Hockey is our national past-time, played by kids and adults on ponds and ice rinks across the country, but it’s extremely expensive to play in a league. From the equipment to the dues and registration fees, the average cost of minor hockey can be $500 to $1,000 a week, especially if you count gas, hotels, food and other costs related to team road trips and tournaments.
“Once you’ve signed on for the season, you’re expected to be there and play, whether you budgeted for it or not, and you wouldn’t miss it for anything,” Theresa Dostaler, a hockey parent, told The Globe and Mail. She estimated at the time that she would spend at least $5,600 a season for her three kids to play hockey (two boys on rep teams and a three-year-old daughter in tyke).
Not every kid can be Sidney Crosby and most kids don’t play with the talent and skill needed to make it even close to the NHL, but no matter what level you kid plays at, and whether it’s for fun or for larger major league aspirations, hockey will quickly empty the wallet of any parent – it does not discriminate.
So, with that in mind, we give you ways your kids can still play hockey, while you can save some money along the way.
Buy Equipment Used or Secondhand
The great thing about kids is they grow out of equipment. It’s great for parents because that means there’s tons of barely-used equipment (last year’s model) lying around. Hell, there’s even a store with locations across the country and all they sell is second-hand sports equipment. They’re called Play It Again Sports and they’ve got helmets, skates, pads, sticks and goalie equipment that’s all been gently used and priced at a discount compared to the new stuff. Other stores across the country like Sports Junkies and Totem Outfitters have also gotten into the action. Though, it’s important to use caution with secondhand equipment because certain pieces need to meet the safety standards of the Canadian Standards Association, especially helmets and face shields.
Plus, if you’re going for last year’s models, the best time to buy is the last week of July or the first two weeks of August and the earlier you go to the store, the more opportunity to take advantage of the greatest selection and deals. Honestly, there’s really no point in buying new equipment every year if your kids are under a certain age.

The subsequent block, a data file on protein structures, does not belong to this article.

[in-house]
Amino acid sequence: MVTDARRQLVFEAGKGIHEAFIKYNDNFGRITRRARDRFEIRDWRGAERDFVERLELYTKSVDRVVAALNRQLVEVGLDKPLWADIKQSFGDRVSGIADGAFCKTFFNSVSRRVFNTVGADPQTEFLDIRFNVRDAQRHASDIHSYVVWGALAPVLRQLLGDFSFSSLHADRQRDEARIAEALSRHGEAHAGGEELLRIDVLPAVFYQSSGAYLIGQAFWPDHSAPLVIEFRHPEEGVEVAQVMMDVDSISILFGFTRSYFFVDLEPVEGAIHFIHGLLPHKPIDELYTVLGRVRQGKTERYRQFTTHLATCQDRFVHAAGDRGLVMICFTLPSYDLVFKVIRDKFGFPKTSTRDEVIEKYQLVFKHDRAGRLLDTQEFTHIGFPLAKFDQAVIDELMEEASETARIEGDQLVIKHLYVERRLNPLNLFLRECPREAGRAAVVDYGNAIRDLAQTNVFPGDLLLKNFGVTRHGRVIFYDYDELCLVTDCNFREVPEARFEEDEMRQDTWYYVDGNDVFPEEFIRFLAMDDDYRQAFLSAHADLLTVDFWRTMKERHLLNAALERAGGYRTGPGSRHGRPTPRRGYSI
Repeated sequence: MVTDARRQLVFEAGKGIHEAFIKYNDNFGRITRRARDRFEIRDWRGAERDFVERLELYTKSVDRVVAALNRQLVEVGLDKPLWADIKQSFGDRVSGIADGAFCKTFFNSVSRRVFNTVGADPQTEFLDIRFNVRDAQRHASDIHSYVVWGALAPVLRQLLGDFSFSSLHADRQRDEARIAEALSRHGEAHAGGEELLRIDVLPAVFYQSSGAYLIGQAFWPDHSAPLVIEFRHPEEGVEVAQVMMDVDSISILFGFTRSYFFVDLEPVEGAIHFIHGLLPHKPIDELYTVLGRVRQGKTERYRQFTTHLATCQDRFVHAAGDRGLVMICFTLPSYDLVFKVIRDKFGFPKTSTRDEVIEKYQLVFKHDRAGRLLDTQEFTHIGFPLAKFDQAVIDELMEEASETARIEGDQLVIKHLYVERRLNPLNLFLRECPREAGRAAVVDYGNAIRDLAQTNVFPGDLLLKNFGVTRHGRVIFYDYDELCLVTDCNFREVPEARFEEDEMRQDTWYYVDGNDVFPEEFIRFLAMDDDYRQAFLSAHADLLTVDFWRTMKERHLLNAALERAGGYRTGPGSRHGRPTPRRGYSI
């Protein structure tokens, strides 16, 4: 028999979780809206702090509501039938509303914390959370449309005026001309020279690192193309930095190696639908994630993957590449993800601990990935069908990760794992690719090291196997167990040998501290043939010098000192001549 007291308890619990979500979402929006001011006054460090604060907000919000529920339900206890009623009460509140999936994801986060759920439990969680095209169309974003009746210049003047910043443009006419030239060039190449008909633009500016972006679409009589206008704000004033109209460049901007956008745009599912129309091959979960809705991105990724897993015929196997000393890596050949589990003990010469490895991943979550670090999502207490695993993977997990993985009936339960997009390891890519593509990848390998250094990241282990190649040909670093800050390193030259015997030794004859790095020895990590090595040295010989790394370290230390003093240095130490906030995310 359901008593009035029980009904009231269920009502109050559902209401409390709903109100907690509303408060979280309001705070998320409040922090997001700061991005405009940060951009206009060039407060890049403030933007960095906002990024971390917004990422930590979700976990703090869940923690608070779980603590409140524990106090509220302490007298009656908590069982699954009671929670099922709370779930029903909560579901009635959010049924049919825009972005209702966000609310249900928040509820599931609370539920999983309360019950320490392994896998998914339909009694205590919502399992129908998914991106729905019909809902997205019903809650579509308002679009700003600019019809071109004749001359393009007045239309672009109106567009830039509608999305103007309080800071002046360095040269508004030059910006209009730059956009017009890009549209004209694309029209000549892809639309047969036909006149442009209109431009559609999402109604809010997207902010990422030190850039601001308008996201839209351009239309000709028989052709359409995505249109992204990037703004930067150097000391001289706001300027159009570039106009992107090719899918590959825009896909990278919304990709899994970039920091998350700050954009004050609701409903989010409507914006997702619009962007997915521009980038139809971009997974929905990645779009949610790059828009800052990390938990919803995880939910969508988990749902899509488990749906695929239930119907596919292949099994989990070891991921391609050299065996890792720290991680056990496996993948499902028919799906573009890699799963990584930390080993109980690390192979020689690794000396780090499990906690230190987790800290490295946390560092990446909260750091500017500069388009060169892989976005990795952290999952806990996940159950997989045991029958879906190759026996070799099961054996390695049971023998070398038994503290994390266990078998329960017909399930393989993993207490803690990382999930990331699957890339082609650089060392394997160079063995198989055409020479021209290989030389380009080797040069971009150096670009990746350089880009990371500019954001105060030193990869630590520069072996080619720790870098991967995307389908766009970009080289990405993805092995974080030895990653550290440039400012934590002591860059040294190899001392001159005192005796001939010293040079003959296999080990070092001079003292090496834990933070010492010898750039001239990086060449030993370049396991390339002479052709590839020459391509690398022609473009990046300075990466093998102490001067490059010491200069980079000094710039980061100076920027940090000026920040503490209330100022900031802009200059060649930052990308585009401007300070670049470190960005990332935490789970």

After all, as Philip Mckee of The Ontario Hockey Federation told Money Sense Magazine, “Kids don’t need sticks costing more than $75 or skates over $300.”
Try a Starter Kit
You can get an early start on savings by purchasing a hockey equipment starter kit for kids who are just entering the sport. The Ontario Hockey Federation has teamed with Bauer and Canadian Tire to offer a Jonathan Toews starter kit called JT19, which includes all the protective equipment you will need in small, medium and large sizes. The kit comes with shoulder pads, shin pads, elbow pads, pants and a hockey bag at prices ranging from $82.99 to $123.99. It’s a great way to grab most of the equipment you need in a single shot and comes in small, medium and large sizes.
Lobby to Lower Registration Fees
Registration fees can vary widely depending on where your child plays. According to The Observer, fees range in price from $600 in Petrolia to as high as $2,100 for the Chatham Cyclones. The Sarnia Hockey Association charges a $610 registration, but offers a discounted $535 early-bird fee.
Still expensive fees, especially when you get up to a rep team level where some teams charge the equivalent of college tuition, are driving kids away from minor hockey, according to CBC. Actually, it is possible to find cheaper fees, but the cost of ice time continues to go up, which is the main reason teams are charging more than ever.